The Gulf of Mexico is an ocean basin and a marginal sea of the Atlantic Ocean, largely surrounded by the North American continent.

Mexico, officially the United Mexican States, is a federal republic in the southern half of North America.

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On August 27, 1900, a ship east of the Windward Islands detected a tropical cyclone, the first observed during the annual season.

A tropical cyclone is a rapidly rotating storm system characterized by a low-pressure center, a closed low-level atmospheric circulation, strong winds, and a spiral arrangement of thunderstorms that produce heavy rain.

The Windward Islands, also known as the Islands of Barlovento, are the southern, generally larger islands of the Lesser Antilles, within the West Indies.

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Initially at tropical storm status, it remained mostly stagnant in intensity while moving steadily west-northwestward and entered the northeastern Caribbean Sea on August 30.

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The storm made landfall in the Dominican Republic as a weak tropical storm on September 2. It weakened slightly while crossing Hispaniola, before re-emerging into the Caribbean Sea later that day.

The Dominican Republic is a sovereign state occupying the eastern two-thirds of the island of Hispaniola, in the Greater Antilles archipelago in the Caribbean region.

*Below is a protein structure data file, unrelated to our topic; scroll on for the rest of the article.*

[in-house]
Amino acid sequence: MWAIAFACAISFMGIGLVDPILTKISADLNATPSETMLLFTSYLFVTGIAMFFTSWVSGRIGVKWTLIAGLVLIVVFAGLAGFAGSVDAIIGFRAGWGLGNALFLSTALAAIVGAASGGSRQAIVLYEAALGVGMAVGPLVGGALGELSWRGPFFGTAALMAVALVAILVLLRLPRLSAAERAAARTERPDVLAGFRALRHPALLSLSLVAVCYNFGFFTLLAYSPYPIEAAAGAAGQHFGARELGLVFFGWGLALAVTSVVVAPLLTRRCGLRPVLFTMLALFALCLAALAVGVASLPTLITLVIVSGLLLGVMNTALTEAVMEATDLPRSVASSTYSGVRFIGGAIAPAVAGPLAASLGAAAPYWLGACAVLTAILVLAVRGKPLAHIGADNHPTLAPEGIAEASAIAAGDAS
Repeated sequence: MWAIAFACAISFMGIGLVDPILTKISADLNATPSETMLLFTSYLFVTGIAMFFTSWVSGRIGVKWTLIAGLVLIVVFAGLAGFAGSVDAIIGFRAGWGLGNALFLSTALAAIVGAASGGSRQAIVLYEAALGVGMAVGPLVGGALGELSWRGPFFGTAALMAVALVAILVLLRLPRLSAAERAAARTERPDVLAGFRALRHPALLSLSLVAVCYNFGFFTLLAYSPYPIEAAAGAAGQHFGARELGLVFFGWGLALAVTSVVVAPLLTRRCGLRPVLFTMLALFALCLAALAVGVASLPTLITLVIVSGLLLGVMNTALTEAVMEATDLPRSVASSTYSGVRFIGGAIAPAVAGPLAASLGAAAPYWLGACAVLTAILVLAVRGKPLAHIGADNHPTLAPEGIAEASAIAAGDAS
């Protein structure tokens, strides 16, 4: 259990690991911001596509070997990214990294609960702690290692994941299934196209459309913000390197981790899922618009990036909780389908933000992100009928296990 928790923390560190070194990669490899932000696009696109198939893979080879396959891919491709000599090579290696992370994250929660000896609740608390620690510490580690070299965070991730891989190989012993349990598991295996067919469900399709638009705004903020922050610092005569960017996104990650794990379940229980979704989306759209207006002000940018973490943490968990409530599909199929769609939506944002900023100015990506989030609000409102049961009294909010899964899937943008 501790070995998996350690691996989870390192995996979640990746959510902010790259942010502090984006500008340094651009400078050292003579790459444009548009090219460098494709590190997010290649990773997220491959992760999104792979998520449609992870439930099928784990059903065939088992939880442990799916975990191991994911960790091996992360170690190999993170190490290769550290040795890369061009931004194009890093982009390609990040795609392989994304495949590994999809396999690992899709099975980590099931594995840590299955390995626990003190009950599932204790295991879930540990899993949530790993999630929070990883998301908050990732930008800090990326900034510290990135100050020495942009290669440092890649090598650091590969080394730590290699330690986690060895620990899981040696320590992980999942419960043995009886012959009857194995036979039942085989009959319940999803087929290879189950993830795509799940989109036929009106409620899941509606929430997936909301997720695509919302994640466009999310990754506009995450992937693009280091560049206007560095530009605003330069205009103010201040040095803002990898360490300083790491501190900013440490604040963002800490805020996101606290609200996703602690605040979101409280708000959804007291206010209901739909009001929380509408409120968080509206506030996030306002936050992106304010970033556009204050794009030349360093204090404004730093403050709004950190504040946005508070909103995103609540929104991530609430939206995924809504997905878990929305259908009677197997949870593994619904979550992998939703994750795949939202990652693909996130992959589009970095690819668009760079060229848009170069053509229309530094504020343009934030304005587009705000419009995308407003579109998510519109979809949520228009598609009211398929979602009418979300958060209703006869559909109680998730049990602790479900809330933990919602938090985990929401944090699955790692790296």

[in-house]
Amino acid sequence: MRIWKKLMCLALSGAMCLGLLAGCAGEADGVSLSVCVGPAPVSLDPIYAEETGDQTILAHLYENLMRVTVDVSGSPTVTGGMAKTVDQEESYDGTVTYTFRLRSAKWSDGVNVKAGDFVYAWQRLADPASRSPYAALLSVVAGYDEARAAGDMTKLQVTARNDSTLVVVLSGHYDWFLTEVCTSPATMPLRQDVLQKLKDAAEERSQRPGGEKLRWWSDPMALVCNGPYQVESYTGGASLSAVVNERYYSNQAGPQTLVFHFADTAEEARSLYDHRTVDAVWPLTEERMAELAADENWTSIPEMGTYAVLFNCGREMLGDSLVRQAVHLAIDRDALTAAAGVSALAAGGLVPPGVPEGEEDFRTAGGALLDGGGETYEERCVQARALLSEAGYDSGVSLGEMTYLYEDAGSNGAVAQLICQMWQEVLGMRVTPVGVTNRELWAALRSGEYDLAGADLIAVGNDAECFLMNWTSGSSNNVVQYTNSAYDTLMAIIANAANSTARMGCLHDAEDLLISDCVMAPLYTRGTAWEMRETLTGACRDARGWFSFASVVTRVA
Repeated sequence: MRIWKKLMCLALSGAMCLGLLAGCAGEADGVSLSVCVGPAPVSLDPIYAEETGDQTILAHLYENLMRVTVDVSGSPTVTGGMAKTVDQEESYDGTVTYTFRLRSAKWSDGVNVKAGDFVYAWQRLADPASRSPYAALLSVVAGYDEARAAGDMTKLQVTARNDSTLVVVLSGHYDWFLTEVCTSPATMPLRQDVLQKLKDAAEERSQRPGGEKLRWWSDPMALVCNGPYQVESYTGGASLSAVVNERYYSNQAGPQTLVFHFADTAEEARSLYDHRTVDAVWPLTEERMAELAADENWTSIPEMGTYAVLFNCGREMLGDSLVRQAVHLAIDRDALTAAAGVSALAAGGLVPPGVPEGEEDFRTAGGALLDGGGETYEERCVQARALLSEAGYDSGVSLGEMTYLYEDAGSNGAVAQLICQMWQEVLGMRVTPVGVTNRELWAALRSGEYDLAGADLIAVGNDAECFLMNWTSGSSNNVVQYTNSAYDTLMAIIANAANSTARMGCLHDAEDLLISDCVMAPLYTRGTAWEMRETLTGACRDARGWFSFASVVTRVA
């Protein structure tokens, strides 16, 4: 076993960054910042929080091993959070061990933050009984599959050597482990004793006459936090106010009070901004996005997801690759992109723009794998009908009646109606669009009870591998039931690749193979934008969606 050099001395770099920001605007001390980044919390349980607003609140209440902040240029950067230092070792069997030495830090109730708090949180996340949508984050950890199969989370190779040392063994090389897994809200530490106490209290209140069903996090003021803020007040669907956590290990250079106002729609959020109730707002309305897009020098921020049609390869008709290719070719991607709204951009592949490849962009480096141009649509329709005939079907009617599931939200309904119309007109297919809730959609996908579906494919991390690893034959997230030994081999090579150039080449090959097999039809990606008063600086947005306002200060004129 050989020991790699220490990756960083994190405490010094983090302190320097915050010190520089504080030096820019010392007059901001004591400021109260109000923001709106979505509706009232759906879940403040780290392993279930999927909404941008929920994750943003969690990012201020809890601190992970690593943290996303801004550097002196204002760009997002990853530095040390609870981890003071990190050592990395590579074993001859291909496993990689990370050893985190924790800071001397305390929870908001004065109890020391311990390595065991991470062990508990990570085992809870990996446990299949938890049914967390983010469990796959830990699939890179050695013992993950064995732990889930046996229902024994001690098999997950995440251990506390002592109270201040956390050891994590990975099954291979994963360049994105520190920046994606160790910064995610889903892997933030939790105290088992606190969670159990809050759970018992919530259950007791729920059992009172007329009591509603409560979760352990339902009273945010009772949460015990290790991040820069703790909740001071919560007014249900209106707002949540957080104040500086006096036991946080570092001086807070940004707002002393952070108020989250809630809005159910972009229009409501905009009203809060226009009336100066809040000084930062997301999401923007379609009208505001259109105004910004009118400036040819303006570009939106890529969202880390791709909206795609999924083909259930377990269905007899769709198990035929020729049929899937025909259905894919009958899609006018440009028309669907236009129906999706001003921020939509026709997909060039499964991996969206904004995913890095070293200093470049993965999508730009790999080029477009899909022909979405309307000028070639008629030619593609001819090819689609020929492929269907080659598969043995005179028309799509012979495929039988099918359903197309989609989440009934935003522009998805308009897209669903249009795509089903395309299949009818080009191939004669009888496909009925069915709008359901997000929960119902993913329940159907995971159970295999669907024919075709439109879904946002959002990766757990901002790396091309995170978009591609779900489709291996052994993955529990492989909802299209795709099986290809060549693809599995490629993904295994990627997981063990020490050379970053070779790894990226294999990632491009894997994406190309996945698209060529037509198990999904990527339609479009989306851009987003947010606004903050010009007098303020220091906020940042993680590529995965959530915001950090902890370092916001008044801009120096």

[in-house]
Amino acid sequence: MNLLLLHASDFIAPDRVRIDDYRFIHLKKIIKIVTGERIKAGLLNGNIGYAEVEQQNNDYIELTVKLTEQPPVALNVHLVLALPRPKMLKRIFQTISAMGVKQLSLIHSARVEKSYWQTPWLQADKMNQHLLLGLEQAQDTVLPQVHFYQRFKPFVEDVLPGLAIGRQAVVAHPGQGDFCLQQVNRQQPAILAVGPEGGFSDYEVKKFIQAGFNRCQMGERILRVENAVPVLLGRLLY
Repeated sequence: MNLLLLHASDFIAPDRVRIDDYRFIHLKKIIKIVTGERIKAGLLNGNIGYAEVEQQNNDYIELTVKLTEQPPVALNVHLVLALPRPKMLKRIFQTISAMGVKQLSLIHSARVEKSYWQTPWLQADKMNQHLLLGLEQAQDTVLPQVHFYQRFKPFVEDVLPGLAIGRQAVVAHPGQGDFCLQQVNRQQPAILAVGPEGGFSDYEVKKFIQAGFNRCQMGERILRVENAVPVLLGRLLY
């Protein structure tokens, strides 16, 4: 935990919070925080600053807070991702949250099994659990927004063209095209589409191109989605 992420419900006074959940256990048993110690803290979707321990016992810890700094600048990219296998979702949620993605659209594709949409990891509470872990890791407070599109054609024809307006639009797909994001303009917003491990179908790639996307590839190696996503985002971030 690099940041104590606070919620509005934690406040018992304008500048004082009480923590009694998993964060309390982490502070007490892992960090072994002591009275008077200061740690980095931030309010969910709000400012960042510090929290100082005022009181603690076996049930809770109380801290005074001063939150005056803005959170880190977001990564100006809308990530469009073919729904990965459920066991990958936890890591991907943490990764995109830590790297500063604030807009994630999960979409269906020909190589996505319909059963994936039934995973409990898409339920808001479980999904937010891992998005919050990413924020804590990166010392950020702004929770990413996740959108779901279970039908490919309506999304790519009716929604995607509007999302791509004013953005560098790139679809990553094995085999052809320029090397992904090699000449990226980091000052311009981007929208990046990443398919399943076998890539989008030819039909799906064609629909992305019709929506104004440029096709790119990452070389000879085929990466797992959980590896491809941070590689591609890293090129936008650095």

Hispaniola is the 22nd-largest island in the world, located in the Caribbean island group, the Greater Antilles.

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On September 3, the cyclone struck modern day Santiago de Cuba Province and then slowly drifted along the southern coast of Cuba.

Santiago de Cuba is the second largest city of Cuba and capital city of Santiago de Cuba Province in the south-eastern area of the island, some 870 km south-east of the Cuban capital of Havana.

Cuba, officially the Republic of Cuba, is a unitary sovereign state comprising the island of Cuba as well as Isla de la Juventud and several minor archipelagos.

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Upon reaching the Gulf of Mexico on September 6, the storm strengthened into a hurricane.

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Significant intensification followed and the system peaked as a Category 4 hurricane with maximum sustained winds of 145 mph on September 8. Early on the next day, it made landfall to the south of Houston, Texas.